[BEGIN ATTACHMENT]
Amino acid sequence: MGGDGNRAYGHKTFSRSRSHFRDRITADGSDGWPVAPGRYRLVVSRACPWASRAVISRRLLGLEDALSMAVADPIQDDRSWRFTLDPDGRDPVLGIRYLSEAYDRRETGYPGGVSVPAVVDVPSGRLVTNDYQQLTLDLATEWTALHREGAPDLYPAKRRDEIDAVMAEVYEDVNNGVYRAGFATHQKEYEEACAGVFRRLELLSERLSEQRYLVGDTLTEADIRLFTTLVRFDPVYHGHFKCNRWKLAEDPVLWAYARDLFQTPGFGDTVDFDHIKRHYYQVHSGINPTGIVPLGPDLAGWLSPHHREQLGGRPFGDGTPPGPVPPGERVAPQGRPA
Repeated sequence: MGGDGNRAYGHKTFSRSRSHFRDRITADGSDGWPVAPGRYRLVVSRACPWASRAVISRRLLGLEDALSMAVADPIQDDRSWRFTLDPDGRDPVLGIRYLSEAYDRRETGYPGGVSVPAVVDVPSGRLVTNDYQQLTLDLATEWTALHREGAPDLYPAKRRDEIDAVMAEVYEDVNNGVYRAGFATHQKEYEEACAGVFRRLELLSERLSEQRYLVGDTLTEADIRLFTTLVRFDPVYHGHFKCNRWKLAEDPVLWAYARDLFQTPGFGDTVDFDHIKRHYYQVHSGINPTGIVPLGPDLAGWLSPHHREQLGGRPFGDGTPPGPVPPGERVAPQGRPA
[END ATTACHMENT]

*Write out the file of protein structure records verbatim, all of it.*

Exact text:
Amino acid sequence: MGGDGNRAYGHKTFSRSRSHFRDRITADGSDGWPVAPGRYRLVVSRACPWASRAVISRRLLGLEDALSMAVADPIQDDRSWRFTLDPDGRDPVLGIRYLSEAYDRRETGYPGGVSVPAVVDVPSGRLVTNDYQQLTLDLATEWTALHREGAPDLYPAKRRDEIDAVMAEVYEDVNNGVYRAGFATHQKEYEEACAGVFRRLELLSERLSEQRYLVGDTLTEADIRLFTTLVRFDPVYHGHFKCNRWKLAEDPVLWAYARDLFQTPGFGDTVDFDHIKRHYYQVHSGINPTGIVPLGPDLAGWLSPHHREQLGGRPFGDGTPPGPVPPGERVAPQGRPA
Repeated sequence: MGGDGNRAYGHKTFSRSRSHFRDRITADGSDGWPVAPGRYRLVVSRACPWASRAVISRRLLGLEDALSMAVADPIQDDRSWRFTLDPDGRDPVLGIRYLSEAYDRRETGYPGGVSVPAVVDVPSGRLVTNDYQQLTLDLATEWTALHREGAPDLYPAKRRDEIDAVMAEVYEDVNNGVYRAGFATHQKEYEEACAGVFRRLELLSERLSEQRYLVGDTLTEADIRLFTTLVRFDPVYHGHFKCNRWKLAEDPVLWAYARDLFQTPGFGDTVDFDHIKRHYYQVHSGINPTGIVPLGPDLAGWLSPHHREQLGGRPFGDGTPPGPVPPGERVAPQGRPA